There’s a thing called a Knudsen layer which is a transition region, and we hope to detect that, and we hope to see what is happening there with the dust and the molecules, plus the plasma interaction and also high resolution imaging of the surface. Basically it is unique science and we couldn’t do it without doing this landing. And it is basically maximising the science. As I was saying, when we get into October, we’re in conjunction and we couldn’t get any more data anyway, so we’re doing it right to the wire.

SN: So as we near the end, looking back, how do you see the mission? What have been the great successes from it?

MT: We’re only 10 per cent into the data analysis. We’ve only really started scratching the surface of the science. There’s so much stuff coming out already so we’re getting our first pictures of what we can see of the comet, what it is made up of, and what the importance of those small particles is. The fact that we’re seeing those organics and the importance of some of the silicate material and the dust. Basically the importance of the dust compared to the volatiles, the detection of molecular oxygen coming out. Some of the results are really constraining where the comet came from and how it’s evolving.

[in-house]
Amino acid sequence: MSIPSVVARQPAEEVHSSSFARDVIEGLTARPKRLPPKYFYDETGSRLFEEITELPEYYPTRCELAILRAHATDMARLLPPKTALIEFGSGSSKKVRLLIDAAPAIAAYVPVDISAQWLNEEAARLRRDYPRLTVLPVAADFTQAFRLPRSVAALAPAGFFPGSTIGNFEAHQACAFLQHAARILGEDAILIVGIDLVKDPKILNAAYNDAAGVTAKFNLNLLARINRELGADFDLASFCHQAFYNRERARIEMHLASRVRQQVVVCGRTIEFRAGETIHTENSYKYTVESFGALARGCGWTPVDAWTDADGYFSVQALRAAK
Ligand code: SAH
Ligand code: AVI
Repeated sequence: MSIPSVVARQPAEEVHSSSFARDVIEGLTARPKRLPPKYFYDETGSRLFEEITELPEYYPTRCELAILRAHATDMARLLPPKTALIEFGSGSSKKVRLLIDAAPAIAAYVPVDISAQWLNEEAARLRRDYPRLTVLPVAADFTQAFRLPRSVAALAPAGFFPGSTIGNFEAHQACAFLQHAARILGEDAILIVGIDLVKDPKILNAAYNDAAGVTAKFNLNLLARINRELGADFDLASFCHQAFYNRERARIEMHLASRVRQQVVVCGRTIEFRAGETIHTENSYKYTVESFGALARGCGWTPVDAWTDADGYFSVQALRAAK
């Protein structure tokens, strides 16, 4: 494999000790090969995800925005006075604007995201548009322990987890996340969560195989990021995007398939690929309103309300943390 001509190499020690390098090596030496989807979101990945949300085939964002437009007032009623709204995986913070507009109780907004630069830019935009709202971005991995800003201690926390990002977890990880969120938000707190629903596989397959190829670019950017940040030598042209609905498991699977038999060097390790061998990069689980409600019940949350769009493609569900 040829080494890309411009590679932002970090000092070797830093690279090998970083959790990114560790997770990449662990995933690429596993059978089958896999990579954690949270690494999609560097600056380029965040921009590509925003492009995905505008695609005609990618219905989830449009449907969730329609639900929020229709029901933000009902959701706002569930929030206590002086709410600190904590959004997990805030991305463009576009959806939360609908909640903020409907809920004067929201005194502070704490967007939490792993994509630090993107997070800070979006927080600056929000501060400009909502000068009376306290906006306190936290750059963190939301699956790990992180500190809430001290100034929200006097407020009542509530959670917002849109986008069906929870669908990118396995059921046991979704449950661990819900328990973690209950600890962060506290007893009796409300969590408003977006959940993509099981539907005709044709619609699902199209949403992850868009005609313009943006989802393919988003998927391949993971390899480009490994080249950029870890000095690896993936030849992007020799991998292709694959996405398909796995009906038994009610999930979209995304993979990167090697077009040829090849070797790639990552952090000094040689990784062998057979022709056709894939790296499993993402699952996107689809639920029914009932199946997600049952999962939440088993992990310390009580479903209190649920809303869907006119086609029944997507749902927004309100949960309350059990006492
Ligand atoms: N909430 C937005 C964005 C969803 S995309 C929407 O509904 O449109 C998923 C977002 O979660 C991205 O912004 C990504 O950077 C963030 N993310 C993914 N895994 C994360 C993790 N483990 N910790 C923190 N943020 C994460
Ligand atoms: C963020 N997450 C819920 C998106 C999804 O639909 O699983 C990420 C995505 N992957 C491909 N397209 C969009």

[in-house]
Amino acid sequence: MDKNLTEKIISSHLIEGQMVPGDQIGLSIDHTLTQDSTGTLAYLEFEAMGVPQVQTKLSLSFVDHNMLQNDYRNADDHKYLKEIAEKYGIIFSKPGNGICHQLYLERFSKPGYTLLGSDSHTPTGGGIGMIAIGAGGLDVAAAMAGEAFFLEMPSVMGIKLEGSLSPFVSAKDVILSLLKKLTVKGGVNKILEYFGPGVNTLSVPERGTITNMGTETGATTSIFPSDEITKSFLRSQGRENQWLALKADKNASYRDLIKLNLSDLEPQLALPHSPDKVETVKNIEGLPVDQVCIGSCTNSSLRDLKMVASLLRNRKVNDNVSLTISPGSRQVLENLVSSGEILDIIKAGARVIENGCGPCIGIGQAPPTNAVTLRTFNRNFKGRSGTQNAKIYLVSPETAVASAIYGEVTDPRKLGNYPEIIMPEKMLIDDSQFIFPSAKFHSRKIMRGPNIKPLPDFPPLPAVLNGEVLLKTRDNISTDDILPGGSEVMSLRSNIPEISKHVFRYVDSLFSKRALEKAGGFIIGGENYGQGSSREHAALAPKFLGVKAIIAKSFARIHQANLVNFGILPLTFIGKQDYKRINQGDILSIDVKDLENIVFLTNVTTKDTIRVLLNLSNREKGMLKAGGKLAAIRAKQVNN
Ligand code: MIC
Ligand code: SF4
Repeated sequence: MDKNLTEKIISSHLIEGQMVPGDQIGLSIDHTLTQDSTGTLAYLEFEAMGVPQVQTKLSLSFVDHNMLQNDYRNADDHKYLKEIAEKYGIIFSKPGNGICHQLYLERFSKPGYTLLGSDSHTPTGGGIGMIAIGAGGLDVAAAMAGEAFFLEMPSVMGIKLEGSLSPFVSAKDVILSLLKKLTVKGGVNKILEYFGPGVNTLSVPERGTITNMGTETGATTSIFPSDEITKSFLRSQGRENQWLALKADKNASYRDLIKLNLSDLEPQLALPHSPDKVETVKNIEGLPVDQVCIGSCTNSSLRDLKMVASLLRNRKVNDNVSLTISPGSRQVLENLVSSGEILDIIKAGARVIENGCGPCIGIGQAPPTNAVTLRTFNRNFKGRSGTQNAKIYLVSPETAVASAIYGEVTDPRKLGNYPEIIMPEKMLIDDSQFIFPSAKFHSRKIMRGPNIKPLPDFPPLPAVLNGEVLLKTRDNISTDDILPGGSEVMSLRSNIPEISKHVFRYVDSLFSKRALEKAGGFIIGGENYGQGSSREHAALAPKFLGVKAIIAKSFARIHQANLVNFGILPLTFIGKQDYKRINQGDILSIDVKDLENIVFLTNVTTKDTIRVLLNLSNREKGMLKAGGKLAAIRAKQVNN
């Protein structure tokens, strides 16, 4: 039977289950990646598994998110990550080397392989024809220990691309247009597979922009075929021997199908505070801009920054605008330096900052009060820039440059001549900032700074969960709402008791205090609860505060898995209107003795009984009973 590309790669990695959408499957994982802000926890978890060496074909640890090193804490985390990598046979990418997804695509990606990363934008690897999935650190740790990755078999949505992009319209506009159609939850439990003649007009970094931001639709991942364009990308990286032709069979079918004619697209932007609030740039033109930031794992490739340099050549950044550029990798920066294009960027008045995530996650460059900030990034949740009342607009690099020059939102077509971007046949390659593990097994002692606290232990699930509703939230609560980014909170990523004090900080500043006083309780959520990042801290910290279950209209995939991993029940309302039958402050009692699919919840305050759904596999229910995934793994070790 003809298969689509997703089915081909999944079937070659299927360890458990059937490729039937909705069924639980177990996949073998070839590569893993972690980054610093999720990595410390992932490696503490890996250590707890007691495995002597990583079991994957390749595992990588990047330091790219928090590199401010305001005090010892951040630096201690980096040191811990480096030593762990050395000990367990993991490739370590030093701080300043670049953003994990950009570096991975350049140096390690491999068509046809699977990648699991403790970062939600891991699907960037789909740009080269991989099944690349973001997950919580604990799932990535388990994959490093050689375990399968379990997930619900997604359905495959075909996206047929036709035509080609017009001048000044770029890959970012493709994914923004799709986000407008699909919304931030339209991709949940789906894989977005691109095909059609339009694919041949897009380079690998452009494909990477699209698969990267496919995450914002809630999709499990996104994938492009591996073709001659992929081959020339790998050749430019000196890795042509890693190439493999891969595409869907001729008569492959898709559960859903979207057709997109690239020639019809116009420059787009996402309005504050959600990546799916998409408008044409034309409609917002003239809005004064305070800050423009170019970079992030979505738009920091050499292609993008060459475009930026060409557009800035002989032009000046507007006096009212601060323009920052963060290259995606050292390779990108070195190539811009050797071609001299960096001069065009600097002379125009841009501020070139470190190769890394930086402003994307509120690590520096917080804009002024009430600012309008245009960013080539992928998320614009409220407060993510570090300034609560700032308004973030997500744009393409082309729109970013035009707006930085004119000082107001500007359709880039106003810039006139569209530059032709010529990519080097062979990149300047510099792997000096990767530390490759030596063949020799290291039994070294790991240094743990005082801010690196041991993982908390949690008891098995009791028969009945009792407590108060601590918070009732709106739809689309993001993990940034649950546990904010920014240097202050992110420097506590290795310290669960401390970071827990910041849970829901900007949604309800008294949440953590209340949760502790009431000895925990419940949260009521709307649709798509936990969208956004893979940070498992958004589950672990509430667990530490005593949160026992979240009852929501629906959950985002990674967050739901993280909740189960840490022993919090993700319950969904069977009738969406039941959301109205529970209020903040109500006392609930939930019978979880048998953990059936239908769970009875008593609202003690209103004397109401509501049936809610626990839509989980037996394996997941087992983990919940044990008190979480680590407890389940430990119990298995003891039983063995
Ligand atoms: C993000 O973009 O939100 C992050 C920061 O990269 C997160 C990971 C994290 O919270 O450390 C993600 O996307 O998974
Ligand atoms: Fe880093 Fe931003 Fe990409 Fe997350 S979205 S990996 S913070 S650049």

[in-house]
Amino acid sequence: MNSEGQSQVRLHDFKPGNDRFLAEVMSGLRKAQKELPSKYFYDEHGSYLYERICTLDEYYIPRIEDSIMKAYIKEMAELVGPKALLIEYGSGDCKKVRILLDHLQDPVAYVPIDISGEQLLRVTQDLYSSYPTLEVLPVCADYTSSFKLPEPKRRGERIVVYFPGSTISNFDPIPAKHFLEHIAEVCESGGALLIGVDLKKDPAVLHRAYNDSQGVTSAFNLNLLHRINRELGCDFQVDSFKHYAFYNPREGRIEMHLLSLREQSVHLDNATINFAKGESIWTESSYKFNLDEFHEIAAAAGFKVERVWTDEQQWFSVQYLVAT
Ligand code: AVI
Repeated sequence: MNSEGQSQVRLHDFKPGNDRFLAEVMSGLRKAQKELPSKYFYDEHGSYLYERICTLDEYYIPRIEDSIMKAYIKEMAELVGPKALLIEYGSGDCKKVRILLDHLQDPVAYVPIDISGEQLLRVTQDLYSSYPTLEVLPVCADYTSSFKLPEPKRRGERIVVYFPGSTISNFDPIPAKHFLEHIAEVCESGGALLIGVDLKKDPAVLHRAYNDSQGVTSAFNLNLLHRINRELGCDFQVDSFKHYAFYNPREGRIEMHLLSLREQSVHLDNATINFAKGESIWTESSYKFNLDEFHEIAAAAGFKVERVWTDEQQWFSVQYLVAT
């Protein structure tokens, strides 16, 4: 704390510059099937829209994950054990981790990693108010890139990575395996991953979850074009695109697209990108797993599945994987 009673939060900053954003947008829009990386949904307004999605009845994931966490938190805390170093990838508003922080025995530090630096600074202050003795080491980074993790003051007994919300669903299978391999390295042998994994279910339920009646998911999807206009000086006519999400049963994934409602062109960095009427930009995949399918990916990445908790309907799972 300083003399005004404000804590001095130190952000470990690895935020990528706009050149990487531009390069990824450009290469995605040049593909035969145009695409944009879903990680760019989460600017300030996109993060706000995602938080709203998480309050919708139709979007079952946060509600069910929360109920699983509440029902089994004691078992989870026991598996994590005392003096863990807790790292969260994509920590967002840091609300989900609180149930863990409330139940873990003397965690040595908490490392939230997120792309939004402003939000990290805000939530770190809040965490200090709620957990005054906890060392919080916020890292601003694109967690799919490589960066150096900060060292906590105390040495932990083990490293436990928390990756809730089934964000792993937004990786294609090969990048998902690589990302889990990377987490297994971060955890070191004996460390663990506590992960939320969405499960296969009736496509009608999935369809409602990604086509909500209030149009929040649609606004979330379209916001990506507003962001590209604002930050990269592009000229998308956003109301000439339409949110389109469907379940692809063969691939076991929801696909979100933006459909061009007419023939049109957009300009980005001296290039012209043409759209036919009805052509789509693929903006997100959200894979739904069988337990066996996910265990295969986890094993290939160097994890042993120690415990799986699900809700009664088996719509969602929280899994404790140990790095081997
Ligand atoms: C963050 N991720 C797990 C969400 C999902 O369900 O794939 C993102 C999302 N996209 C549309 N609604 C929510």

SN: Any particular highlight though?

MT: For me, the molecular oxygen I find fascinating, because oxygen is a friendly molecule which likes to get with other ones, but we found it by itself. That means it must have been trapped very early on and there are constraints and conditions for when the comet started to form.

It also has implications potentially for the presolar material as well, before the Sun was formed, so what the cloud or disk of dust was like then. So just by dissecting the abundance of that molecular oxygen gives you an idea of the situation and conditions that were there over 4.6 billion years ago. Just from measuring a molecule. So that to me is, Wow!

And there are a number of results like that, that say, OK, this means the comet must have been cold all the time; that the duck shape means two objects slowly colliding; and then subsequently getting more of the gases and finding glycine there. These things constrain how the comet was formed – glycine is important in terms of potentially delivering material to the Earth, and building blocks etc.

But we ‘re just scraping the top. It’s really then trying to combine all of these – saying, well we see this large scale structure, then we see smaller scale structures that may be the building blocks of the comet, and then you add that with all the volatiles that we’ve detected. All that really says, right, it must have have happened like this 4.6 billion years ago, here’s how the thing would have aggregated and stuck itself together.